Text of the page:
Ask the Geek: Phone warranties

Dear Geek,

Last year I purchased a used cell phone from eBay. It was in great shape, and I loved using it. That is, until it refused to power up the other day. I’ve taken it to a few places to have it diagnosed, and everyone said the same thing: It’s dead. I didn’t know if I could buy a warranty, since it was used, but I think I could have. Before I buy my next phone, any advice on cell phone warranties?

 

Thanks,

Warrantless

 

Hi Warrantless,

Most people think these things don’t happen to us Geeks, but the same thing happened to me a couple years ago. I figured I could replace anything myself — the screen, battery, camera, charging port, etc. The motherboard recently fried on my prized Google Pixel, and I was looking at a bare minimum of $200 for the part, with no guarantees that was the only issue. I had opted out of insurance and the extended warranty, so it is now a paperweight. In preparation for purchasing my next phone, I have been researching protection plans, and am all too happy to share what I’ve learned.

The four online companies I researched are Squaretrade, Assurant, Asurion, and Upsie. I actually have previous experience with two of these companies, and will tell you my experiences. One of those companies will be happy I’m mentioning them, while another might not love my doing so. One is tied in tightly with cell carriers, while the last one is an innocent bystander, but a good-looking one.

Squaretrade (squaretrade.com) is a big name in electronic protection plans for used and new items. A few years ago I bought some used cameras for a home security installation, as the homeowner wanted to save some money that way. The price of the used cameras and protection plans with Squaretrade was still half of what new cameras would have been. Out of 10 cameras, two did not work, and the experience couldn’t have been easier. Given the way it all played out, I became a fan. For cell phones, they charge $89 for one year of protection or $129 for two years of coverage. They also charge a $99 deductible for phones, which nearly doubles the overall cost if you end up needing to file a claim. Filing claims with Squaretrade is pretty simple. They need a copy of the receipt, and you have to fill out a few forms. The easiest thing is to register your product when you buy protection, which will include uploading a copy of your receipt. I don’t know about you, but the one receipt I won’t be able to find is usually the one I need most.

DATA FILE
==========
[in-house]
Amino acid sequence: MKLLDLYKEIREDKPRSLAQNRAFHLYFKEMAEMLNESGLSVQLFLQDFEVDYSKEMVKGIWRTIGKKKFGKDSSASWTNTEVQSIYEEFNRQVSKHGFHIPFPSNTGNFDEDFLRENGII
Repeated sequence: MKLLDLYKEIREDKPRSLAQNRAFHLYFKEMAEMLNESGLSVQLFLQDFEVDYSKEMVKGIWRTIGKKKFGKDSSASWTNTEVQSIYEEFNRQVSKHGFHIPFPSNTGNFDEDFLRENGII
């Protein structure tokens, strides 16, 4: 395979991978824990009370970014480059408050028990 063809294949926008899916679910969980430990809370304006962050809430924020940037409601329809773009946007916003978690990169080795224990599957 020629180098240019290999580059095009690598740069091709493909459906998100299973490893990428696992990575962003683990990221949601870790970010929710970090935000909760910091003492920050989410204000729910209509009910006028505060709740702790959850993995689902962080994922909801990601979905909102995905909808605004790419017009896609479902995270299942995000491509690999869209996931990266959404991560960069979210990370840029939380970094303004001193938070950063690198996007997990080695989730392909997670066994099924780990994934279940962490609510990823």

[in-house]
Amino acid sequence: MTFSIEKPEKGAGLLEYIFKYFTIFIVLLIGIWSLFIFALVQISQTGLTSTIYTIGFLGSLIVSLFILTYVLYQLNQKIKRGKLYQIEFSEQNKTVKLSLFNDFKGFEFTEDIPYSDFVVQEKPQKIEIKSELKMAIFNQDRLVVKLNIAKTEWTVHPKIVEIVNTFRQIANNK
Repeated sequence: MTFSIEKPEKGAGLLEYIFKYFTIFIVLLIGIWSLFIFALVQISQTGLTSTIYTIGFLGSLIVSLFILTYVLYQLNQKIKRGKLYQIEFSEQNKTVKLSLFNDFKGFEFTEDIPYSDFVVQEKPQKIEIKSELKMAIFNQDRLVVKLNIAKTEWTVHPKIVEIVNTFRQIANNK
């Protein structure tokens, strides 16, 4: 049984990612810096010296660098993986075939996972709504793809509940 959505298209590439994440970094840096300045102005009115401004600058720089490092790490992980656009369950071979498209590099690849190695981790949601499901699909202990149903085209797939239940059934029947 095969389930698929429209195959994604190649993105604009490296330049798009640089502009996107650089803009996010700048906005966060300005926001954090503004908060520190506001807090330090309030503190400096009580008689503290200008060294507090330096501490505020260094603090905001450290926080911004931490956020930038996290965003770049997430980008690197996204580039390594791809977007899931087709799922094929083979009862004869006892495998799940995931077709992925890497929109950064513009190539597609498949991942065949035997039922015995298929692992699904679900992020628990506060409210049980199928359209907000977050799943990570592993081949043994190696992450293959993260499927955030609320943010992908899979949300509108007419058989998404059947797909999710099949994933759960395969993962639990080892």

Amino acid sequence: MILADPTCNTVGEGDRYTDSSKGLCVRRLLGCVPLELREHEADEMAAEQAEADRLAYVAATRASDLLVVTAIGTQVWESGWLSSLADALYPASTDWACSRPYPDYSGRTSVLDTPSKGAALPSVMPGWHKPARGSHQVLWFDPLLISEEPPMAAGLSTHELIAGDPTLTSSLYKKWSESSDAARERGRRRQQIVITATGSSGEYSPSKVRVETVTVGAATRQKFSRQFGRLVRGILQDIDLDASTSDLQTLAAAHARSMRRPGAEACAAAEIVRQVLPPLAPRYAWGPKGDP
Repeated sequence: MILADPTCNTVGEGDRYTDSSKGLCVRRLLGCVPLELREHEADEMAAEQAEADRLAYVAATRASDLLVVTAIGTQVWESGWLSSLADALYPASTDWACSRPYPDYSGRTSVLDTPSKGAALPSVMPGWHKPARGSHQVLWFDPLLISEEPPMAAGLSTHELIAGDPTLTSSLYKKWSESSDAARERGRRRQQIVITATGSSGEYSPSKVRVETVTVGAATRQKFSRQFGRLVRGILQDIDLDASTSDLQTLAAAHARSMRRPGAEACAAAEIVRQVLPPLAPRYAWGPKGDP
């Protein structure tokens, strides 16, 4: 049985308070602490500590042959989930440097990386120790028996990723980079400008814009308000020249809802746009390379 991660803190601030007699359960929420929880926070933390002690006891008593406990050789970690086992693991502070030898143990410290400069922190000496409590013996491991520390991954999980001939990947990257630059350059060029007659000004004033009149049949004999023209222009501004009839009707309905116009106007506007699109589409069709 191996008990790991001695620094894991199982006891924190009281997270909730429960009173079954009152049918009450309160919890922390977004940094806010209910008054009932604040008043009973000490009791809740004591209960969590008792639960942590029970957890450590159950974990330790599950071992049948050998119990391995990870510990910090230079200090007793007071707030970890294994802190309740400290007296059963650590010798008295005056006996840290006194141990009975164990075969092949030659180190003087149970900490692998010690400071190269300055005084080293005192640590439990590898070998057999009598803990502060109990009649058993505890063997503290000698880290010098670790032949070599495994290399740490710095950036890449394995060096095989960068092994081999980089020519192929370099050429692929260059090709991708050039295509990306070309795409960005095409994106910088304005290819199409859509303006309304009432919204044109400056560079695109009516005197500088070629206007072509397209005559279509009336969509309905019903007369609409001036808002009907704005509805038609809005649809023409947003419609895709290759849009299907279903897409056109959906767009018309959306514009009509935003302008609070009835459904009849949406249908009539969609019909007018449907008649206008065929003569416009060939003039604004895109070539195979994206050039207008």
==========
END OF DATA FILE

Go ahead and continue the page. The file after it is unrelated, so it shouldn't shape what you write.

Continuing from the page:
Next up is Assurant (assurant.com). I bought their protection plan when I had a phone from Oneplus a few years ago, a terrific but lesser-known cell phone manufacturer (be on the lookout for their Oneplus 6, coming out sometime this year; it’s likely to be a great phone). I was walking on the road in front of work, holding a coffee, and felt an ill-timed sneeze coming on. I didn’t want to shower myself or a passerby with my coffee, so I concentrated on keeping the coffee steady, but my phone flipped out of my hand and landed, screen down, on the pavement. The landing happened with the grace of any one of my daughter’s hockey teammates during their belly flop competition held at a hotel pool during a road trip this past year. I had purchased a protection plan from Assurant, and was first told they would send me a box with prepaid postage to return it in. After two weeks of not receiving it, I called again, and they told me I didn’t need to send it back and they would send me a check. Two additional weeks later, they told me I had to send it back myself. A few weeks after they received it, I finally got a check in the mail from them.

I was not left feeling warm and fuzzy, and hope that my experience was the exception rather than the rule. They seem to be eBay’s protection plan of choice and hopefully eBay has encouraged them to straighten things up a bit.

Similarly named Asurion indicates buying your protection plan based on your carrier. AT&T and Verizon looked to be in the $9 to $13 per month range, and deductibles are based on carrier, length of time you’ve owned your phone without filing a claim, and more. Lots of information on their website, and you’re best off checking it yourself based on your carrier and potential needs. They seem most directly connected with carriers themselves, and therefore reflect the prices more commonly seen when these are pitched to customers in stores when people select a new phone.

The final company I researched is called Upsie (upsie.com). Their website is straightforward, and displays plans costing between $79 and $119, with deductibles between $75 and $99. They only cover new phones, though, not used or refurbished. Phones costing less than $950 are in the $79 coverage plus $75 deductible range, though, so they seem like the most cost-effective solution I found (outside of not breaking my phone in the first place, of course).

Hope these options help everyone considering buying a new, used, or refurbished cell phone. These plans are typically less expensive than the plans offered by the carriers (though Asurion seems like it has now partnered with carriers), so I’d encourage you all to do your homework and know what your best options are for your specific device. I typically buy my phones used but in like-new condition, so I think Squaretrade is in my sweet spot. Word to the wise: If you see me and I look like I might sneeze, be ready to catch a flying cell phone!

Thank you for writing in, Warrantless, hope you’ve had a chuckle at my expense and use the information in this article to protect your next cell phone!

 

The Geek

 

Adam Darack is the IT administrator for the town of Edgartown. He writes regularly about the technological issues facing Island business owners. Got a question? Send it to onisland@mvtimes.com with the subject line “Dear Geek.”